This piece originally appeared in New York’s 50th anniversary issue, My New York – a special edition that attempts to capture the city’s voice through first-person stories, spoken and written, about how our disparate lives intertwine. Read them all here.
When I was 25 years old and I interviewed for a job as a fact-checker, the boss asked me my SAT scores. Arthur Carter was a sculptor and a pioneer of the leveraged buyout; he was also the owner of the New York Observer, the salmon-colored weekly newspaper that at that point — it was 2000 — was best known for its coverage of New York real estate, media, and social gossip. It had been eight years since the test: I had been to college, waited tables and scooped ice cream, worked as the personal assistant to Harvey Keitel and as a secretary at Talk magazine; in none of these contexts had anyone spoken to me about my SAT scores. To be clear: I was not sweet Mae from the country, innocent of the connections and privileges that had landed me there. I knew, kind of. But I didn’t understand. And if I had wholly absorbed the degree to which the job I wanted him to hire me for would be to immerse myself in a hierarchy of status and fake merit, I might have run.
Very soon, I learned why it mattered in the magazine industry what table you occupied at Michael’s for lunch, or how close you were seated to the Newhouses at the Condé Nast holiday party, or who was at Elaine’s — all this futzing over places that served terrible food! I learned that for a period it was a very good thing to have your event at Lot 61, until its owner, Amy Sacco, opened Bungalow 8, at which point Lot 61 became déclassé. I learned that you wanted to list your apartment with Dolly Lenz and was taught, as I covered movie premieres, to stand and watch where the invited celebrities and movie executives sat in relation to the cast of the movie.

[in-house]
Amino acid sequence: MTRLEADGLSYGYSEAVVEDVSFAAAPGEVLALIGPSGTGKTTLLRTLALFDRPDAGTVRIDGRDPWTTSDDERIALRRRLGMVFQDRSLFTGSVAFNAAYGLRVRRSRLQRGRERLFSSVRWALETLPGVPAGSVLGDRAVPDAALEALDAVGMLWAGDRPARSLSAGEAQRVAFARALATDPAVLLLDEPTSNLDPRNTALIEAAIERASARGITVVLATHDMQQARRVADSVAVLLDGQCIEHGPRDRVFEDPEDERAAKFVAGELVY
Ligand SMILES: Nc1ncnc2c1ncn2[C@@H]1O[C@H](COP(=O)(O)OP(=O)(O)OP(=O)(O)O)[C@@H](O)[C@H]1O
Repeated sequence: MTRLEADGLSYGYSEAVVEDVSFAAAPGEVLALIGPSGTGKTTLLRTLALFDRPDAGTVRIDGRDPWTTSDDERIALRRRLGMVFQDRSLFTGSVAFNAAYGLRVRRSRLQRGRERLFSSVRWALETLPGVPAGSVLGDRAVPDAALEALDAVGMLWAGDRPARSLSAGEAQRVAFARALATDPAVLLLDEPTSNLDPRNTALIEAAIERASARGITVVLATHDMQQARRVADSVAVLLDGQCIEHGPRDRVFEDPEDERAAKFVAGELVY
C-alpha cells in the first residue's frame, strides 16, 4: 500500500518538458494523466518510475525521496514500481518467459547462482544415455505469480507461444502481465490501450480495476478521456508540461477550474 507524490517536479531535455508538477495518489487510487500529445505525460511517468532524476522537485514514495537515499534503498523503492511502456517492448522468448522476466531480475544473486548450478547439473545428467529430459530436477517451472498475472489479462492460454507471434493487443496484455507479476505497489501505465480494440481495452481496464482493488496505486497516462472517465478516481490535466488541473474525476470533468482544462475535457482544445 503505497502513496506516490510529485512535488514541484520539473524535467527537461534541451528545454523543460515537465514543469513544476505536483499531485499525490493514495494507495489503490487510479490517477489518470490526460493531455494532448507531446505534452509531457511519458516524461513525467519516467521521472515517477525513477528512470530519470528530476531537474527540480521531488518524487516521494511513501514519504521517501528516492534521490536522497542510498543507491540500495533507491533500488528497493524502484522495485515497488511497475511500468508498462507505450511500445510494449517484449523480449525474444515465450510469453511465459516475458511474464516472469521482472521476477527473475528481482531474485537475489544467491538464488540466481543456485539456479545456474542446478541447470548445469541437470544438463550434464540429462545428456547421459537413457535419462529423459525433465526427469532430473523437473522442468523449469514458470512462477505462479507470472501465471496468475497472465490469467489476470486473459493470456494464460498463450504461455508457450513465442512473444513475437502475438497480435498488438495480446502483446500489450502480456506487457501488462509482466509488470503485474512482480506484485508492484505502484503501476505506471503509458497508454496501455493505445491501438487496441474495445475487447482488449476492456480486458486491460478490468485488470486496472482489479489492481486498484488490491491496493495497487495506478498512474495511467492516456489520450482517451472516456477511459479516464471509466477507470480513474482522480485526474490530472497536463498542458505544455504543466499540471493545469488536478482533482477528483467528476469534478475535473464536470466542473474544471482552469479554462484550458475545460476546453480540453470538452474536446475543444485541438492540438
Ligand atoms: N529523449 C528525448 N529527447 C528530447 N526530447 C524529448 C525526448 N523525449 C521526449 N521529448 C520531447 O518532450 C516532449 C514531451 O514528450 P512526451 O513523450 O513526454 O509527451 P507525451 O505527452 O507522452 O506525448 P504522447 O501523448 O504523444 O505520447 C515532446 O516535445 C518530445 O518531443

I didn’t write about politics back then, except as spectacle. Peter Kaplan, the paper’s legendary editor, himself had politics, cared about them very deeply, and ironically lived a quiet suburban life, eating canned tuna every day at lunch at a diner uptown, away from the status rituals he was so keen for us to map (though, in truth, his abstention was its own performance of power). But as I studied the Kremlinology of who stood where on what red carpets, I was learning not only the carpentry of journalism itself but that the power wielded within this small subset of painfully wealthy New Yorkers was built on structures, connections, access, and proximity. The same forces (if not the same specific signifiers) that social, racial, economic, and political inequality are built on and around today. I learned how to cover sexism, racism, and class bias — to see how it mattered whether you were in the room where it happened, and what the repercussions of being outside of it might be — by being forced to think about Lizzie Grubman.
I’d learn something else about power from the Observer in the years after I’d left it: that the old man who cared about his employees’ educational pedigrees but used his fortune to support a truly independent editorial enterprise was leveraging his influence in a far more original and moral way than would the young real-estate developer, Jared Kushner, who would buy the paper and try to bend it to serve his personal and political needs some years after I left, decreasing its value and its influence. Money and proximity to power, and the prestige that come with them, can get you a long distance in Manhattan. But what Carter understood, and Kushner certainly didn’t, was that trying too hard and too bluntly was to diminish their strength. Kushner’s was — to use the crude power-mapping skills I was taught to hone in my youth — a very Jersey view of power.